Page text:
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What Do Scientists and Engineers Need to Know About Computer Science?

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Georgia Institute of Technology Professor Mark Guzdial

A new effort at the Texas Advanced Computing Center is aimed at teaching scientists and engineers about supercomputing.  They argue that "Anyone looking to do relevant computational work today in the sciences and engineering must have these skills." They offer a certificate or portfolio in "Scientific Computation."

Greg Wilson has been going after this same goal using a different strategy.  He suggests that before we can teach scientists and engineers about high-performance computing, we first have to teach them about computing.  He leads an effort called "Software Carpentry" to figure out what to teach scientists and engineers about computing:

I’ve been trying to construct a better answer for the past thirteen years; Software Carpentry ( is what I’ve arrived at. It’s the 10% of software engineering (with a very small ‘e’) that scientists and engineers need to know *before* they tackle GPUs, clusters, and other fashionable Everests. Like sanitation and vaccination, the basic skills it teaches are cheap and effective; unfortunately, the other characteristic they share is that they’re not really what photo ops are made of. We’ve also found a lot of resistance based on survivor bias: all too often, senior scientists who *have* managed to get something to work on a supercomputer say, “Well, I didn’t need version control or unit testing or any of that guff, so why should my students waste their time on it?” Most scientists (rightly) regard computing as a tax they have to pay in order to get results.

The evidence is that the problem of teaching everyone else about computer science is bigger than teaching computer science majors about computer science. Chris Scaffidi, Mary Shaw, and Brad Myers have estimated that, by 2012, there will be about 3 million professional software developers in the United States, but there will also be about 13 million end-user programmers -- people who program as part of their work, but who do not primarily develop software. That result suggests that for every student in your computer science classes, there are four more students who could use some help in learning computer science.  Those scientists and engineers who will one day be programming are in those other four.

Brian Dorn and I have a paper in this year's ACM International Computing Education Research workshop (in two weeks at Aarhus University) on his work studying graphics designers who program. Brian finds that these end-user programmers don't know a lot about computer science, and that lack of knowledge hurts them.  He find that they mostly learn to program through Google. In his most recent work, he is finding that not knowing much about computer science means that they're inefficient at searching. When they see "try-catch" in a piece of code that they're trying to understand, they don't know to look up "exception handling," and they can easily spend hours reading about Java exception handling when they are actually working in JavaScript.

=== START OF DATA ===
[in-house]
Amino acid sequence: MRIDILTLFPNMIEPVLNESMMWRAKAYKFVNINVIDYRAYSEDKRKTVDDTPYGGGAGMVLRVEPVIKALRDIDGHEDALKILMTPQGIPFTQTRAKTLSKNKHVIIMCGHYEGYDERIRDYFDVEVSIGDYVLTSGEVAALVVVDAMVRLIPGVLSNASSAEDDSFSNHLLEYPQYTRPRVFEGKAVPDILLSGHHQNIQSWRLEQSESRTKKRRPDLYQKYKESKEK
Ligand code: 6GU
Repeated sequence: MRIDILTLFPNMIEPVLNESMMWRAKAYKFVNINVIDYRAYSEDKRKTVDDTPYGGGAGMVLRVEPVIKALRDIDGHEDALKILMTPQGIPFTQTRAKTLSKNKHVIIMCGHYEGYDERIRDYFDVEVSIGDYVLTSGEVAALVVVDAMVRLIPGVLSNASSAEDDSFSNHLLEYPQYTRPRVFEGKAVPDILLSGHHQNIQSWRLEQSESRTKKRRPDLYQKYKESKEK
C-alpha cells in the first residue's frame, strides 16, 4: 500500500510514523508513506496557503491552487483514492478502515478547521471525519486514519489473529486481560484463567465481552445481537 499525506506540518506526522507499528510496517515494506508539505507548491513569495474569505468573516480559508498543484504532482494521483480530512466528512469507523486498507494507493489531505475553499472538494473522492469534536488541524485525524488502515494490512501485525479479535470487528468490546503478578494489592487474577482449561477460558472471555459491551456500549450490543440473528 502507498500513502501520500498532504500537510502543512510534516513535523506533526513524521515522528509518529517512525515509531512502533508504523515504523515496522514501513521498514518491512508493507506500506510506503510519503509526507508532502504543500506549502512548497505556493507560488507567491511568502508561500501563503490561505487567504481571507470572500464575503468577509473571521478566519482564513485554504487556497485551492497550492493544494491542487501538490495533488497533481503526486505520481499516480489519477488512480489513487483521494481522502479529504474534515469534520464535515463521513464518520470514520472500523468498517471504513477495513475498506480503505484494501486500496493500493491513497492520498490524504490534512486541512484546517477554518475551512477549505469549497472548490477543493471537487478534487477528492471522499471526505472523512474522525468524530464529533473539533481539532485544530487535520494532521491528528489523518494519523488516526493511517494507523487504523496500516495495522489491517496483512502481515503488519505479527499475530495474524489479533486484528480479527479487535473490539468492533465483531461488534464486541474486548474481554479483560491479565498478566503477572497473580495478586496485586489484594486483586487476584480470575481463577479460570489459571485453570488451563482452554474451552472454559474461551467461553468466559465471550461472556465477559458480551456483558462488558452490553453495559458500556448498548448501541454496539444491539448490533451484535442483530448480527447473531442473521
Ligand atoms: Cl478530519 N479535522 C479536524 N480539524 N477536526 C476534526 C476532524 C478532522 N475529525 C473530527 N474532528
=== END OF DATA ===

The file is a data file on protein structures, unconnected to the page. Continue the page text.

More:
Maybe we should be teaching scientists and engineers about computer science more generally. But as Greg Wilson points out, they don't want much -- they see computer science as a "tax." What's the core of computer science that even scientists and engineers ought to know? Alan Kay recently suggested a "Triple Whammy" defining the core of computer science:

  1. Matter can be made to remember, discriminate, decide, and do.
  2. Matter can remember descriptions and interpret and act on them.
  3. Matter can hold and interpret and act on descriptions that describe anything that matter can do.

That's a pretty powerful set. That goes way beyond Python vs. Java, or using Perl to check genome sequences with regular expressions vs. using MATLAB for analyzing data from ecological simulations. How do we frame the "Triple Whammy" in a way that fledgling scientists and engineers would find valuable and learnable?


Christopher Riesbeck

To me, the Triple Whammy seems more like why computation is interesting philosophically, but it's not what engineers and scientists need to know.

I see engineers and scientists go astray when they develop -- or request the development of -- some computational solution all the time. They start wrong and then, when they get in trouble, they don't know how to recover. They start wrong because they don't know about modular (de)composition, i.e., attacking problems from the outside in. When they hit serious performance barriers, they try changing languages and other hacks, because they don't know about algorithmic analysis and design.

The value of algorithmic design is easy to motivate via examples. The value of modular (de)composition is more challenging to make stick, despite the many decades that have passed Abelson and Sussman first brought those ideas to engineers.

Lalith Suresh Puthalath

I believe what people don't see is that Computer Science is that part 'upto' the programming. Making sure that the algorithms you will be using are appropriate, that the tables you're using are normalised, ensuring that your design doesn't need to be reworked when a new module is to be included, etc.

Farhan Ahmad

The worrying trend I see is that many computer engineering graduates are interested in only learning a large set of programming languages but dislike courses like algorithm design, not realising that these languages are merely tools for implementing solutions. The end result is what you could call technicians but not engineers.

Gary Gocek

I think students are interested in learning languages because employers at interviews ask, "Do you know the X language?" That's especially true for entry-level, non-PhD candidates.

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